<img src="http://example.com/default-image.jpg" alt="Featured">

</div>

Snippets

Snippets are predefined, reusable content blocks that you can use to insert content into your emails. Common use cases of snippets are headers, footers, and email preference management links. To specify which snippet to use, make sure to update the "mktoDefaultSnippetId" attribute with the numerical ID of the approved snippet. This will automatically add the snippet to your email content for you.

Code Example

<div class="mktoSnippet" id="promoSnippet" mktoName="Promotional Snippet" mktoDefaultSnippetId="101">

<!-- Snippet content will be dynamically inserted here -->

</div>

Videos

The video element allows you to embed video content from a YouTube or Vimeo URL. The content will be displayed as a thumbnail with a play button visible. Remember support for video in email is spotty among email clients. It may be useful to advise marketing users to add alternative text to video thumbnails to improve accessibility.

Code Example

<div class="mktoVideo" id="videoBlock" mktoName="Product Video">

<img src="http://example.com/video-thumbnail.jpg" alt="Watch our product video">

</div>

Variables

Marketo variables can be defined at either the global level or local level. At the global level, variables are defined in the <head> of the email template and apply to all modules within the template. Local variables are scoped to modules in which they are defined and each instance of a module can have its own local variable. For example, you may define your brand name as a global variable but then have different promotion headers in different modules.

Code Example

<meta class="mktoString" id="campaignName" mktoName="Campaign Name" default="Spring Sale">

<!-- Usage within the email -->

${campaignName}

Modules

Modules are predefined components within an email template that can be configured and inserted by users. Think of modules as building blocks in email design – they allow users to create fully designed emails from reusable components such as a header, banner image, body content, and footer. Modular design is a key trend in email marketing as it speeds up the design process, can ensure responsiveness and client-compatibility regardless of the email, and can be designed ahead of time.

Code Example

<tr class="mktoModule" id="headerModule" mktoName="Header Module">

<td>

<!-- Content here can be modified or replaced in the email editor -->

Header content goes here.

</td>

</tr>

Containers

Containers are the structural framework of Marketo templates. They hold modules and define where they are allowed to be placed. Templates can only contain modules (see above) and you can have only one container per template.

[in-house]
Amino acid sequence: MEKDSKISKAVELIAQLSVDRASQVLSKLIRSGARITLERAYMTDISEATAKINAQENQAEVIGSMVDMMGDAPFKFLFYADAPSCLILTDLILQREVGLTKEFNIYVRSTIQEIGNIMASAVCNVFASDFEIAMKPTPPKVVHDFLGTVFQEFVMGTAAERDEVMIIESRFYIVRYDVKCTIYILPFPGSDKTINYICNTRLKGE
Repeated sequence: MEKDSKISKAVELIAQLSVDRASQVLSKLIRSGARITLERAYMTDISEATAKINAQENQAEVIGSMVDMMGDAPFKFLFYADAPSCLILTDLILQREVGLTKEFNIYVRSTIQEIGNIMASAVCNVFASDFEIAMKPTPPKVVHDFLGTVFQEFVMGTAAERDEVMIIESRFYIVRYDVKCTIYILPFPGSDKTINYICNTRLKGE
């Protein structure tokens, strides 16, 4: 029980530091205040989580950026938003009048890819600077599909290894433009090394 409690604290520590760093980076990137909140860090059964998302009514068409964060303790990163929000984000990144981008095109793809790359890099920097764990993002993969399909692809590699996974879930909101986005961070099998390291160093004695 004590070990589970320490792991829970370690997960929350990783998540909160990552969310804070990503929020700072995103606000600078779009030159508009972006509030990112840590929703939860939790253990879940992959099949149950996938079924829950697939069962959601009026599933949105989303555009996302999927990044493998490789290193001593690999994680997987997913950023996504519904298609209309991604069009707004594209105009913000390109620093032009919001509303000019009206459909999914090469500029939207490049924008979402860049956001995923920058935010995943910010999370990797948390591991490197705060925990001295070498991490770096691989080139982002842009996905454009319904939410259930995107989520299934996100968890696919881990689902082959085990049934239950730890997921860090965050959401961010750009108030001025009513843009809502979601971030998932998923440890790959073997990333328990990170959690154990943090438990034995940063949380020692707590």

Code Example

<table class="mktoContainer" id="mainContainer">

<tr>

<td>

<!-- Modules are inserted within this container -->

</td>

</tr>

</table>

Integrating Marketo Syntax for Advanced Customization

Integrating Marketo Syntax for Advanced Customization

Marketo syntax enables advanced customization of your email templates to allow you to develop templates that meet the campaign needs of your marketing team. At the most basic level, you could create emails with a single editable region and provide your team with a fixed, simplistic template. This approach guarantees that you'll be inundated with requests to modify the template to include CTA buttons, images, add content columns for newsletters, and so on.

Marketo syntax is the key to scaling your email templates and making them useful to your entire team. It takes time to develop templates that fit all your needs. It may be tempting to use modules to create a "master" template that contains all possible regions and email design patterns your marketing team may need. This approach, too, falls apart pretty quickly.

The answer is to create templates for common use-cases such as webinars, newsletters, and content download emails, while giving flexibility within each template to add or remove modules. Flexibility is required but too much choice provides lots of room to create Frankenstein-emails that are assembled from many different parts.

Email development is its own specific branch of web development – despite using technologies like HTML and CSS, it can require a unique, even alien approach. Marketo syntax is a powerful addition to your toolkit but it requires some skill and studying the Marketo documentation.

Using No-Code Tools for Marketo Email Templates

Not everyone is a developer, not every marketing organization has access to developers, and not every developer knows email design.

No-code tools like Knak are the answer – even if you have all those resources available to you. Marketo syntax is a powerful tool but it's complex and requires skill to use effectively. No-code tools take care of this piece by providing a user interface that deftly navigates the intricacies of email design.

It's more than just making the development of email templates easy; it's about democratizing the marketing process itself. The compartmentalization of design, development, and content in the email marketing process creates inefficiencies and barriers to exercising creative freedom. This takes the form of design but also the speed with which teams can bring ideas to life.

Time is often of the essence in marketing, and missing an opportunity because your developer is neck-deep in Marketo syntax docs isn't a great look.

No-code tools also allow for integration with Marketo. Create and design emails in Knak, for instance, and sync them directly to your Marketo instance. You can also make use of features like collaboration and project management to follow your marketing operation process to ensure every email is on brand.

This is one area of your marketing technology stack that you can future-proof! You can watch a demo of Knak here and see our no-code email template tool in action.


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  • Nick Donaldson

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    Nick Donaldson

    Director of Growth, Knak